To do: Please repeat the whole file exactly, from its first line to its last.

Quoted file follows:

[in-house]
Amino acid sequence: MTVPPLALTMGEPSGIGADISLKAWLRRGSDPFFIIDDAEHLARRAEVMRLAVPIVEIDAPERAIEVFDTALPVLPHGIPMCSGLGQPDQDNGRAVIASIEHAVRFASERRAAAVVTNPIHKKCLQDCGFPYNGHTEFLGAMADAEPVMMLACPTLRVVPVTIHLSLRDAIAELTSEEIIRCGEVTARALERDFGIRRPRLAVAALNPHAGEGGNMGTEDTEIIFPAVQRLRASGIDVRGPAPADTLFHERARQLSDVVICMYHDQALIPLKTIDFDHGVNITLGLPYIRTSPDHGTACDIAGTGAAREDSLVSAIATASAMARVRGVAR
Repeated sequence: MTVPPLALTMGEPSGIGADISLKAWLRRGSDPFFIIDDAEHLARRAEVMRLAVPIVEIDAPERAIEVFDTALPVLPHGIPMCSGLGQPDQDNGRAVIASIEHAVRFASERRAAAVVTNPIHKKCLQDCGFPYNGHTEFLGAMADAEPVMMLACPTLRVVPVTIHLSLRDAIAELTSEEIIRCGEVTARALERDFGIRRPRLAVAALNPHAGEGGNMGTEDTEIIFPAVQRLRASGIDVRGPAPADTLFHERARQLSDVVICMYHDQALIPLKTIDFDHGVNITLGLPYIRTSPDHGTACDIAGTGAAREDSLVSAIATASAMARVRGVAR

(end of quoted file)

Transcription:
[in-house]
Amino acid sequence: MTVPPLALTMGEPSGIGADISLKAWLRRGSDPFFIIDDAEHLARRAEVMRLAVPIVEIDAPERAIEVFDTALPVLPHGIPMCSGLGQPDQDNGRAVIASIEHAVRFASERRAAAVVTNPIHKKCLQDCGFPYNGHTEFLGAMADAEPVMMLACPTLRVVPVTIHLSLRDAIAELTSEEIIRCGEVTARALERDFGIRRPRLAVAALNPHAGEGGNMGTEDTEIIFPAVQRLRASGIDVRGPAPADTLFHERARQLSDVVICMYHDQALIPLKTIDFDHGVNITLGLPYIRTSPDHGTACDIAGTGAAREDSLVSAIATASAMARVRGVAR
Repeated sequence: MTVPPLALTMGEPSGIGADISLKAWLRRGSDPFFIIDDAEHLARRAEVMRLAVPIVEIDAPERAIEVFDTALPVLPHGIPMCSGLGQPDQDNGRAVIASIEHAVRFASERRAAAVVTNPIHKKCLQDCGFPYNGHTEFLGAMADAEPVMMLACPTLRVVPVTIHLSLRDAIAELTSEEIIRCGEVTARALERDFGIRRPRLAVAALNPHAGEGGNMGTEDTEIIFPAVQRLRASGIDVRGPAPADTLFHERARQLSDVVICMYHDQALIPLKTIDFDHGVNITLGLPYIRTSPDHGTACDIAGTGAAREDSLVSAIATASAMARVRGVAR